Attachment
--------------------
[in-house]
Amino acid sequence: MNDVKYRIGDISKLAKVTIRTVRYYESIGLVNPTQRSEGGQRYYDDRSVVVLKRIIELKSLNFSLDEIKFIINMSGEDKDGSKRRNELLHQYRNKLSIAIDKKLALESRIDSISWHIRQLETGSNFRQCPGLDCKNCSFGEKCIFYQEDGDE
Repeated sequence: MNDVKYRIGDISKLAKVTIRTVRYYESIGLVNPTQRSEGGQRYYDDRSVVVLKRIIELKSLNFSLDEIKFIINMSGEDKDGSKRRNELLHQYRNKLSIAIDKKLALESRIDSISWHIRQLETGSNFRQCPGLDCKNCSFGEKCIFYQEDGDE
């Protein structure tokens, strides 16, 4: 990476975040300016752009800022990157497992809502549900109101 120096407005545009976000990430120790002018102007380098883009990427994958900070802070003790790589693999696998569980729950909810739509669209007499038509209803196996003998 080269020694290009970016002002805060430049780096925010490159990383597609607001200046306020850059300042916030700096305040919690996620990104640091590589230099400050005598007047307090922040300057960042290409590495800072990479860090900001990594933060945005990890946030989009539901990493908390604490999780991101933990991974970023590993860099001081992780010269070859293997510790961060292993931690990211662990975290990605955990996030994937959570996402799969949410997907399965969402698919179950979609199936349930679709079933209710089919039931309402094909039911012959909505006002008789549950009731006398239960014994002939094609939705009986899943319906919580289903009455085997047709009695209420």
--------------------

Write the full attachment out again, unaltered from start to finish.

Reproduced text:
[in-house]
Amino acid sequence: MNDVKYRIGDISKLAKVTIRTVRYYESIGLVNPTQRSEGGQRYYDDRSVVVLKRIIELKSLNFSLDEIKFIINMSGEDKDGSKRRNELLHQYRNKLSIAIDKKLALESRIDSISWHIRQLETGSNFRQCPGLDCKNCSFGEKCIFYQEDGDE
Repeated sequence: MNDVKYRIGDISKLAKVTIRTVRYYESIGLVNPTQRSEGGQRYYDDRSVVVLKRIIELKSLNFSLDEIKFIINMSGEDKDGSKRRNELLHQYRNKLSIAIDKKLALESRIDSISWHIRQLETGSNFRQCPGLDCKNCSFGEKCIFYQEDGDE
């Protein structure tokens, strides 16, 4: 990476975040300016752009800022990157497992809502549900109101 120096407005545009976000990430120790002018102007380098883009990427994958900070802070003790790589693999696998569980729950909810739509669209007499038509209803196996003998 080269020694290009970016002002805060430049780096925010490159990383597609607001200046306020850059300042916030700096305040919690996620990104640091590589230099400050005598007047307090922040300057960042290409590495800072990479860090900001990594933060945005990890946030989009539901990493908390604490999780991101933990991974970023590993860099001081992780010269070859293997510790961060292993931690990211662990975290990605955990996030994937959570996402799969949410997907399965969402698919179950979609199936349930679709079933209710089919039931309402094909039911012959909505006002008789549950009731006398239960014994002939094609939705009986899943319906919580289903009455085997047709009695209420």